Farmers to join Brighton Pride with ‘Sassy Ferguson’ tractor

Fifty farmers, agricultural and rural economy workers are set to march through the heart of Brighton with a rainbow-coloured tractor to celebrate farming as an open and diverse industry.

In a first for UK agriculture, the group will walk alongside a colourful Massey Ferguson – nicknamed “Sassy Ferguson” – as part of the Brighton Pride procession on 3 August.

Organised by the farming LGBT+ network Agrespect, and supported by manufacturer Agco, the NFU, Defra and Farmers Weekly, the march is seen as a major opportunity to promote farming to the predominantly urban demographic.

See also: Video: Gay farmer stories shared in emotional Landline film

Agrespect was co-founded by Lincolnshire farmer and Farmers Weekly columnist Matthew Naylor and celebrates LGBTQ+ people living and working in the countryside, by sharing stories from individuals who want to talk openly about their sexuality.

“We’re taking part in Brighton Pride in order to promote farming as a modern, open, honest and relevant industry to be working in,” explains Matthew. 

“The farming community get stereotyped by wider society, so we want to show that we are actually as normal as anyone else.

“We won’t be marching in drag and we won’t be wearing Schoffels and tweed either. We are there to promote food and farming to the public in a cooler, more urban, environment than the echo chambers into which farmers normally shout their message.”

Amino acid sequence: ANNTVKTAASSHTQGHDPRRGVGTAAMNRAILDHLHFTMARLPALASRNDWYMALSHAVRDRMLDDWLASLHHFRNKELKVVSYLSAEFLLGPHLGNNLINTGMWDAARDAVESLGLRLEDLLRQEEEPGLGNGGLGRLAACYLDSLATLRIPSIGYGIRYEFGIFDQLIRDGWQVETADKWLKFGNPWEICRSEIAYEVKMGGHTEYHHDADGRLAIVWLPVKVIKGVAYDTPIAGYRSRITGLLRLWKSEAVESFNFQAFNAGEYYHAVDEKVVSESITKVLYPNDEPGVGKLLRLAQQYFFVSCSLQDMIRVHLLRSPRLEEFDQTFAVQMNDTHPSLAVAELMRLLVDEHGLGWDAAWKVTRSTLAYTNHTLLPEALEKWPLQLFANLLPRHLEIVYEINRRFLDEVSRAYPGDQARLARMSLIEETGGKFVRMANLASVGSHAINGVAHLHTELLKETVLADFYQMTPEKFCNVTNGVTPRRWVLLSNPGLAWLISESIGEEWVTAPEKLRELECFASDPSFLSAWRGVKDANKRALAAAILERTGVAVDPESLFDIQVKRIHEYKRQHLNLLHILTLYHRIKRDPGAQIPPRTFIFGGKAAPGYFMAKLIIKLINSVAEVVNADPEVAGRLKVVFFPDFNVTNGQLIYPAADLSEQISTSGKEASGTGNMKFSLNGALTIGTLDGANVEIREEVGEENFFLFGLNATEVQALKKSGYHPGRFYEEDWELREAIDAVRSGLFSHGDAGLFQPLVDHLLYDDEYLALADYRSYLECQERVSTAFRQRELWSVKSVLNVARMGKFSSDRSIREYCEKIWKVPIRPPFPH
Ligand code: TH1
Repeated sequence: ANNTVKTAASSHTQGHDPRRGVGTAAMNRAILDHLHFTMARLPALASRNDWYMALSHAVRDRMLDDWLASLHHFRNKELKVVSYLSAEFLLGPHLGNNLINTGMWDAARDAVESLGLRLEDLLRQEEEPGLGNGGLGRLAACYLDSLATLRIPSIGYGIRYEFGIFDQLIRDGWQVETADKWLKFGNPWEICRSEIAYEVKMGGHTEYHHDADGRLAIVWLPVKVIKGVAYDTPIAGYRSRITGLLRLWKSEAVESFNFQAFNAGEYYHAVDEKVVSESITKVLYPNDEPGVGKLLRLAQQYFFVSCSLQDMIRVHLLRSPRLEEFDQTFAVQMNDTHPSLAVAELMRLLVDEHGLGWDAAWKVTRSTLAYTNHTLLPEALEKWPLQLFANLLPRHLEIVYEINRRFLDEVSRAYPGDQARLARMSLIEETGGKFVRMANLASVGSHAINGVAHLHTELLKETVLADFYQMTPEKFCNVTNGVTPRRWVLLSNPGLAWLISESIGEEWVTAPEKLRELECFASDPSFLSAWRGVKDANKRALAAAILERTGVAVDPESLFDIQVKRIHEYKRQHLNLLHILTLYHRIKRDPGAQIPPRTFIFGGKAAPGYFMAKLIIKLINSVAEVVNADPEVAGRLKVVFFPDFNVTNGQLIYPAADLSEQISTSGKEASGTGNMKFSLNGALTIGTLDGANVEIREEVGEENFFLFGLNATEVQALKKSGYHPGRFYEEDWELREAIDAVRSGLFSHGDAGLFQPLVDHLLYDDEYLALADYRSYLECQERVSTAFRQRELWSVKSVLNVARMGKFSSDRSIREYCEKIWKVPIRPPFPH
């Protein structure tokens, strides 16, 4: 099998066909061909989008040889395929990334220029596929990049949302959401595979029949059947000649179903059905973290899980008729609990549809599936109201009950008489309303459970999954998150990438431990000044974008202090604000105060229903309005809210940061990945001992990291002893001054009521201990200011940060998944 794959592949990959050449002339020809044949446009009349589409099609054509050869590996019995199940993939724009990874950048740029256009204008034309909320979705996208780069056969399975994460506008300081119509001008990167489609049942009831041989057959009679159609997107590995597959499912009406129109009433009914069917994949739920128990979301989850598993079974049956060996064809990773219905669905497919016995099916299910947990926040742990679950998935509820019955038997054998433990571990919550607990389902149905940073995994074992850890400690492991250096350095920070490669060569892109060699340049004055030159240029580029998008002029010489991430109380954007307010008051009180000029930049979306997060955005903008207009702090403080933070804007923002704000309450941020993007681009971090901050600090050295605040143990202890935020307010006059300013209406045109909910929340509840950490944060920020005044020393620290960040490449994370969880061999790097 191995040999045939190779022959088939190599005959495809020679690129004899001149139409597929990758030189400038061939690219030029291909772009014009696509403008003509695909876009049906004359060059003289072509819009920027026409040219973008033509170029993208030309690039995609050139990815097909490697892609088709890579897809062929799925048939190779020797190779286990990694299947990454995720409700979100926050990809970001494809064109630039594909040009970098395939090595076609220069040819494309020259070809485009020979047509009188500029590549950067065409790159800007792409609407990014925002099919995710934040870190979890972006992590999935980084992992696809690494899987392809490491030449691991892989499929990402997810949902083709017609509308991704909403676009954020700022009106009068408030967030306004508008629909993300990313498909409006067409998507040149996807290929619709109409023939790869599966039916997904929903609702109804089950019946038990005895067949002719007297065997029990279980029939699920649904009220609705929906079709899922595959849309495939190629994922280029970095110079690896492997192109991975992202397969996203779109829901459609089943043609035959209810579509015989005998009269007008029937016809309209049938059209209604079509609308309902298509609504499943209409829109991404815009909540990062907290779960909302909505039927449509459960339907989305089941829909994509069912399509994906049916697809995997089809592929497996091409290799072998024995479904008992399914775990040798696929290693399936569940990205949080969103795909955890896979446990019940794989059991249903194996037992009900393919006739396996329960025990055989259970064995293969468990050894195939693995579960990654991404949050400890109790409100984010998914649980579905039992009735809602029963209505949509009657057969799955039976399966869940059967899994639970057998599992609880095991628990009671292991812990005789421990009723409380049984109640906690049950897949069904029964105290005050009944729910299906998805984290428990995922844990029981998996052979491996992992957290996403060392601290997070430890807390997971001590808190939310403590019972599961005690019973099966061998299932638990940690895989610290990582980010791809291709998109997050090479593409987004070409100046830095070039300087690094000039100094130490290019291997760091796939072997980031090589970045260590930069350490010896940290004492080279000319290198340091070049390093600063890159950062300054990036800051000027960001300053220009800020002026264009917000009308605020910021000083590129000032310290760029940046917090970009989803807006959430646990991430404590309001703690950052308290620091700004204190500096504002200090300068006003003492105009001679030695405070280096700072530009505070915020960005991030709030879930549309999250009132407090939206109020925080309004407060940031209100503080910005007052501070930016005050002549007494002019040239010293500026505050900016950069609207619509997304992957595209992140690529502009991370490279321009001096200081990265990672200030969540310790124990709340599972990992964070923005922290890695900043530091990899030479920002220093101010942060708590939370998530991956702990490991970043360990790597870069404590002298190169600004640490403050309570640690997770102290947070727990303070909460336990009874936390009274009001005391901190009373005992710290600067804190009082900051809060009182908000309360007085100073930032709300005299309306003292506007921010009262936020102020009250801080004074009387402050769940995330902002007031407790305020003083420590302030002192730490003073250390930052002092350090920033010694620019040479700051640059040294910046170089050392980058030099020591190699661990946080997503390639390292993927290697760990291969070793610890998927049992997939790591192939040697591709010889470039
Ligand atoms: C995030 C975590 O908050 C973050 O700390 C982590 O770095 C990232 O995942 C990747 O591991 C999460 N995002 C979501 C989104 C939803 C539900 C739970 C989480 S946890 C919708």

Show of support

Farmers are being actively encouraged to come to Brighton Pride to watch and support the group as they take part in the parade. Anyone who wants to be part of the march should contact Agrespect using the form on the website.

Agrespect steering group member and agribusiness consultant Carl Atkin-House says farmers taking part in Pride is about building an important bridge between rural and urban communities.

“Doing this serves a dual purpose. It’s reaching out to the urban LGBTQ+ community to tell them about food and farming,” says Carl. “It’s also showing farmers that it is OK to be different and work in agriculture.

“We’re promoting our industry in its widest sense, up and down the supply chain, as a positive, progressive place to work. Come to Brighton and support us – everyone is welcome.”

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